Is Overbidding in Online Auctions the Result of a Pseudo-Endowment Effect?
James R. Wolf Jr.
Illinois State University
Hal R. Arkes
Ohio State University - Department of Psychology
Waleed A. Muhanna
The Ohio State University - Fisher College of Business
November 3, 2005
Actual possession of an item has been shown to increase an owner's valuation of it, a phenomenon termed the endowment effect (Thaler, 1980). We hypothesize that temporarily being the high bidder during an auction induces a pseudo-endowment effect. This effect may foster attachment to an item during the auction and thus promote overbidding. We examine this effect in two studies. In the first study, we examined bids from 1088 eBay Motors' passenger vehicle auctions to test for evidence of the pseudo-endowment effect and for evidence that this effect is reduced by market experience. Pseudo-endowment is measured using two proxies: the amount of time a person has participated in an individual eBay Motors' passenger vehicle auction and the aggregated duration that a bidder is listed as the high bidder for that auction. Both proxies are found to be positively and significantly associated with the probability that the bidder will rebid in a single second-price auction. We further find that the pseudo-endowment effect is more pronounced than the effects of auction fever. We also find that these non-normative effects are reduced by market experience. The second study is a variation of the classic mug experiment in which we control for opponent effects. Consistent with findings of the field study, we found that the duration of examining an item positively influenced participants' bids for the item.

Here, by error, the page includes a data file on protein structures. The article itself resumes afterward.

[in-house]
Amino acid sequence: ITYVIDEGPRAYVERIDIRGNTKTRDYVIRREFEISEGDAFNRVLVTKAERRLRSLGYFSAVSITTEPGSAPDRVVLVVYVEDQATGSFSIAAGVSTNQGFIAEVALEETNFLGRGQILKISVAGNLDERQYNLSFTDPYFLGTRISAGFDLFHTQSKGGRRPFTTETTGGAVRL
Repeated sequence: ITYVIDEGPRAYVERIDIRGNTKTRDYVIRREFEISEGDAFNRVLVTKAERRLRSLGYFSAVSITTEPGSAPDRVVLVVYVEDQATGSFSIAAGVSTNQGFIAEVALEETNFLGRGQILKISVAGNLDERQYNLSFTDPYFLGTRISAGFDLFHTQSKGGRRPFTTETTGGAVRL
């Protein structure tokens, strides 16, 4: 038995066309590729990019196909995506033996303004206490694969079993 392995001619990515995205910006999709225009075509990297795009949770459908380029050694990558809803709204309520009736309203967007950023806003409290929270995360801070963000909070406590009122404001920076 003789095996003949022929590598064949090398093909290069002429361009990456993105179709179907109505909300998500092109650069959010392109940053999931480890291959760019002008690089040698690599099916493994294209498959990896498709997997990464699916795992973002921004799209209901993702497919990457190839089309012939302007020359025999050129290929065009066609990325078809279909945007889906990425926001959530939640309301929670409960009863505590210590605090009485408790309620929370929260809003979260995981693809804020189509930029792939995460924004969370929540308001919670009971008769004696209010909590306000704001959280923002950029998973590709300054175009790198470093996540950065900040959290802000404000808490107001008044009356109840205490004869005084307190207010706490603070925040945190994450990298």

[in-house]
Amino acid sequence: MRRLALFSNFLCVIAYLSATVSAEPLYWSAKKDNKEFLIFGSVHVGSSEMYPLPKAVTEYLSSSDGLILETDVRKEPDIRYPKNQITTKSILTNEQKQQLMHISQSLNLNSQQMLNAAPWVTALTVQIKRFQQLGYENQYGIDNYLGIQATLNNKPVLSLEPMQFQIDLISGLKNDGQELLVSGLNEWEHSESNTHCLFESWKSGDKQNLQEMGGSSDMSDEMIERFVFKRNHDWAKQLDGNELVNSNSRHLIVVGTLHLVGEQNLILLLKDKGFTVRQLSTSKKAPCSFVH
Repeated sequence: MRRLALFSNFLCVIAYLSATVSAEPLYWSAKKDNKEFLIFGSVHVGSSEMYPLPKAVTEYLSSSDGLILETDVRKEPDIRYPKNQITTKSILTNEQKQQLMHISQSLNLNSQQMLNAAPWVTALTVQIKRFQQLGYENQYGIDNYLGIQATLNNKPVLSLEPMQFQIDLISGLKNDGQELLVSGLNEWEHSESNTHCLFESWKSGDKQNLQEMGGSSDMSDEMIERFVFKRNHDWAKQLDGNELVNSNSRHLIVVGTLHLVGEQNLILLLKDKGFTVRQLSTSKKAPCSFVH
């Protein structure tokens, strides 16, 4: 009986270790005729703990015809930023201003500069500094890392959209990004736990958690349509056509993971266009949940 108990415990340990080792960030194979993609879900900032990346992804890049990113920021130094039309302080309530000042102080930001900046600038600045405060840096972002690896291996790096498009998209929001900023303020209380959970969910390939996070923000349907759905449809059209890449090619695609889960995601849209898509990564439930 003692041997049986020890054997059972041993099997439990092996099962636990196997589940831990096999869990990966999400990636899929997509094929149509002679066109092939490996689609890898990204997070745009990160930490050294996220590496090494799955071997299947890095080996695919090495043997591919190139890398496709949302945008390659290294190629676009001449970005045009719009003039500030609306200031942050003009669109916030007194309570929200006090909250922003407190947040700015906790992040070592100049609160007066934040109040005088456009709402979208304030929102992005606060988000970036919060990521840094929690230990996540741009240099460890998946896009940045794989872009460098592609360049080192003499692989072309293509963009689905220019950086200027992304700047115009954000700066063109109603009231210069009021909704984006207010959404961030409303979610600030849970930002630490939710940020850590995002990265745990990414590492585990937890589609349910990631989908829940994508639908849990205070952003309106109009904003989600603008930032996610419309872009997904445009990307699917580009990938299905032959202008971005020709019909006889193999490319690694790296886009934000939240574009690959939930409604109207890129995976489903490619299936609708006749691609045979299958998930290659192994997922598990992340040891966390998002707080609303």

Number of Pages in PDF File: 24
Keywords: Auctions, behavioral economics, endowment effect, consumer behavior
JEL Classification: D1, D12, D80
Date posted: June 8, 2005
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